Tsao says that some of that extra interest is the steady growth of Asian-inspired foods in all areas of American cuisine. He points out that many mainstream restaurants, such as Applebee’s and T.G.I. Friday’s, feature three to five Asian food selections alongside the usual burgers, steaks and more typically “American” dishes.
Zino says there is considerable fusion of diverse cuisines, with much of the inspiration coming from Asian cultures. The tastes are coming together in ways that many people wouldn’t have originally thought to put together. He highlights this with a description of one dish at Chili’s restaurants: Southwestern egg rolls.
Tsao, whose company is focused on the retail market, has seen the biggest growth in the supermarket. In fact, he says that the Asian frozen foods section is growing twice as fast as other types.
“We’re almost to the point where supermarket merchandisers want a selection of ethnic foods,” he says. “They’re recognizing that customers have a more worldly palate, and they’re allowing them to satisfy that craving in minutes.”
More than a fad
Taste trends can come and go and sometimes repeat. National cuisines like Japanese and Korean have had bursts of popularity. Others, like Chinese, have been long-term residents on American’s restaurant row. The current trend is a bit different.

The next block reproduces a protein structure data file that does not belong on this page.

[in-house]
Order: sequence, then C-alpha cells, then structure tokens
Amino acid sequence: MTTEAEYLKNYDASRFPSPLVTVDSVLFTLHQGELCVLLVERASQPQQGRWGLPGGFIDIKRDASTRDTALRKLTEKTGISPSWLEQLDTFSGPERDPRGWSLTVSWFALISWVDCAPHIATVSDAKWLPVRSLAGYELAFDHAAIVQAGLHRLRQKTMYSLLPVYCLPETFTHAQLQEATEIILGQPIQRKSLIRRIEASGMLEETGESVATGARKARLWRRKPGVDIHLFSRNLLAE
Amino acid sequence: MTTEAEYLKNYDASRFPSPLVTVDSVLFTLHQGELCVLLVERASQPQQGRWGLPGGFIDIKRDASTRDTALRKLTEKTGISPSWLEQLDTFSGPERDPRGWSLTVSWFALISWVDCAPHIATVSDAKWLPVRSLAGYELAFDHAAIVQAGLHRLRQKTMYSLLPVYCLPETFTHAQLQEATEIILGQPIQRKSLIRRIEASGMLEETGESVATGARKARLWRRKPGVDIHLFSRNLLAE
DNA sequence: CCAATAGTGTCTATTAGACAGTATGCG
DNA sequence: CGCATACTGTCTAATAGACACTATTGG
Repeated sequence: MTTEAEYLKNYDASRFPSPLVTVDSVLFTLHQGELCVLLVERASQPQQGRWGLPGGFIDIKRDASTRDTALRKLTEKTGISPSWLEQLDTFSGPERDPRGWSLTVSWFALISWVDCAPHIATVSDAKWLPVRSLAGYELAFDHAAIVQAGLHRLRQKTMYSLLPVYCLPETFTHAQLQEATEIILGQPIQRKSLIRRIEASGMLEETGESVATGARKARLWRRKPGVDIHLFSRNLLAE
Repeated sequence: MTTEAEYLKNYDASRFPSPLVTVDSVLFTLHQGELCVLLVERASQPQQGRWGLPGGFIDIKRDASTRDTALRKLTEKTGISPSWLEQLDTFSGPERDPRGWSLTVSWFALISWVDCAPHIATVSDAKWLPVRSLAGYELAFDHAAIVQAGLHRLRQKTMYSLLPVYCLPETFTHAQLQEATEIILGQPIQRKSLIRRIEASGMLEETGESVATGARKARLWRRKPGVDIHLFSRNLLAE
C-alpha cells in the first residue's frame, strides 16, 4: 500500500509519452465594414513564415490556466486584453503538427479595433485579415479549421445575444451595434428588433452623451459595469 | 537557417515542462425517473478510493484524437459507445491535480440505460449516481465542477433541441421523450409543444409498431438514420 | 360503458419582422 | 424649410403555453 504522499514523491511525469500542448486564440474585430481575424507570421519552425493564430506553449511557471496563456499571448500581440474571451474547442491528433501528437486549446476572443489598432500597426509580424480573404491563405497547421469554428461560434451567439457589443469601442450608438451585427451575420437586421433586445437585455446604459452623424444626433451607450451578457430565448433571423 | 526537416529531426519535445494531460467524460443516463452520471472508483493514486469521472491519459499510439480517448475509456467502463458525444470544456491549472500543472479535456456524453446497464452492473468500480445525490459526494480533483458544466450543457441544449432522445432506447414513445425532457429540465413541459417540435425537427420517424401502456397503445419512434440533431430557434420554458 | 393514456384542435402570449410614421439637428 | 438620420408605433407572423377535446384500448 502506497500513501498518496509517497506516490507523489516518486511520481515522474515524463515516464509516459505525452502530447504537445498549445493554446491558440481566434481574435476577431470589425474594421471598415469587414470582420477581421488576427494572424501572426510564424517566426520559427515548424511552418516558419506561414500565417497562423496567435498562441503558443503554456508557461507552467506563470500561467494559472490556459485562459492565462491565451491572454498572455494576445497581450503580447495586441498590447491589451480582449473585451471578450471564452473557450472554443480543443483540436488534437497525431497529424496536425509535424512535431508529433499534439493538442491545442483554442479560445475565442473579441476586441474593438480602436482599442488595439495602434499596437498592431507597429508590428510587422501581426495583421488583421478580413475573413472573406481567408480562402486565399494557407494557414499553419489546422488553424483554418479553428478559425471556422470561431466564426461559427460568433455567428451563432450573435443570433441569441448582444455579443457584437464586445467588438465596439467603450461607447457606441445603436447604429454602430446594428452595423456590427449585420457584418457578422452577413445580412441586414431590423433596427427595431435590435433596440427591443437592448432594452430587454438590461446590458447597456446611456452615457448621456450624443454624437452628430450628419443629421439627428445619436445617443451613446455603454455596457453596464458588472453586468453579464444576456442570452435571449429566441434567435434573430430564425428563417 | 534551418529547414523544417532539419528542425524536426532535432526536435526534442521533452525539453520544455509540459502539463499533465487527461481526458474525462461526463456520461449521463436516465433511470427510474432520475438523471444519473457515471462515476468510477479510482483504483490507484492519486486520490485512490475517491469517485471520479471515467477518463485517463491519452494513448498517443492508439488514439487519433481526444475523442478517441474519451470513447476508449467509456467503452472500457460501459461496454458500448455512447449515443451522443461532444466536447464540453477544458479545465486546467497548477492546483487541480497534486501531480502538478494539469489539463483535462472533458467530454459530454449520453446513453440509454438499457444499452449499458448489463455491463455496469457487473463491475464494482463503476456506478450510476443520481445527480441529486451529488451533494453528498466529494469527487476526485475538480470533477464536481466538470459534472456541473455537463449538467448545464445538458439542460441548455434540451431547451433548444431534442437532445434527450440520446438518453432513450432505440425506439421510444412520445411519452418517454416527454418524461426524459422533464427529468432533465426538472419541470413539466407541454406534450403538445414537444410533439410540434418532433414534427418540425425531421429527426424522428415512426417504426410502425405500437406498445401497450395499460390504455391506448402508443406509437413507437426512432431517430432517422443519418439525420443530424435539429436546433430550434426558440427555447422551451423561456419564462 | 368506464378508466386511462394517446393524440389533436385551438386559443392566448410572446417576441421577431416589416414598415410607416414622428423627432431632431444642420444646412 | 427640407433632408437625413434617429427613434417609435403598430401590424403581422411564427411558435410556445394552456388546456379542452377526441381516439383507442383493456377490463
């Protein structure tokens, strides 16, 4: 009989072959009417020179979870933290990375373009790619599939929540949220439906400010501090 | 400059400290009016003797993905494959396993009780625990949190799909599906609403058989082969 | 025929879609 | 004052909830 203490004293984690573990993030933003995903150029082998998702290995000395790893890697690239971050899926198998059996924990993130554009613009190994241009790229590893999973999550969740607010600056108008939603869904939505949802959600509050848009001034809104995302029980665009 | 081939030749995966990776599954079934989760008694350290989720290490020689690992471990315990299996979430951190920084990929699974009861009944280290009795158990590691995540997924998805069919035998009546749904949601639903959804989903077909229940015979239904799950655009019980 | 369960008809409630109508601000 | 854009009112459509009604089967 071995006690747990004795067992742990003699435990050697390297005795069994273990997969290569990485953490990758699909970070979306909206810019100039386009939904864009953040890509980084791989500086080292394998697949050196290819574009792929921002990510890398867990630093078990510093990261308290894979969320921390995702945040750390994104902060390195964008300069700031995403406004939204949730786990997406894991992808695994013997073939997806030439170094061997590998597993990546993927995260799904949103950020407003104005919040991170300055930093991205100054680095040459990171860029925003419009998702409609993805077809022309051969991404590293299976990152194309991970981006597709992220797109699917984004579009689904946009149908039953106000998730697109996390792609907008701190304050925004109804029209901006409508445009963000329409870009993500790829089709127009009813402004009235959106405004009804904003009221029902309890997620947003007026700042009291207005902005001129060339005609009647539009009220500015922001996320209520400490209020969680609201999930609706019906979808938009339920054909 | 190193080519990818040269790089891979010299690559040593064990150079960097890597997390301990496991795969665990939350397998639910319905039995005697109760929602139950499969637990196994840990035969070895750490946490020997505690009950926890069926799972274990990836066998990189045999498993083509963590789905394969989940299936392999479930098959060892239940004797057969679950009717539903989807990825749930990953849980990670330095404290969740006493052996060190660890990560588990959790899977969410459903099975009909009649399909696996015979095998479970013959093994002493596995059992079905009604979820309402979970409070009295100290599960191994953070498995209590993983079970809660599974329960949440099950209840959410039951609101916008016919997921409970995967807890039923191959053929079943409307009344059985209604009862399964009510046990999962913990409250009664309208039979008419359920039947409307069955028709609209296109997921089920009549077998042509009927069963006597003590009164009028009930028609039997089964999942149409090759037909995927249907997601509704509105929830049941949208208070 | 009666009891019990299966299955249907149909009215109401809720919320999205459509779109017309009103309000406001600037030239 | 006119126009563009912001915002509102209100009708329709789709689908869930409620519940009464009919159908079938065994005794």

“We see a lot fusion going on,” Zino says. His own operation is looking at items one would not normally see in Asian cuisine, such as a shredded beef egg roll recipe.
That fusion is getting more popular. Zino points to the success of chains such as P.F. Chang’s as an example of East meeting West on the table and receiving some good reviews.
Tsao says restaurants are taking the lead in exposing people to more Asian dishes. He explains that in a restaurant, especially one such as national chain P.F. Chang’s, customers are more immersed with a focused selection on new recipes. At a supermarket, on the other hand, Asian foods are competing in a much broader area, with a variety of different cuisines and tastes.
Tang says younger chefs are finding the trend as a way to experiment with new types of dishes, using herbs like ginger, lemongrass and cilantro. The current interest also differs from past ones in the way the food is cooked, he says, with more advanced chefs serving more raw items and the use of steaming as a cooking method.
“Miso-marinated anything seems to really be big as well,” he says.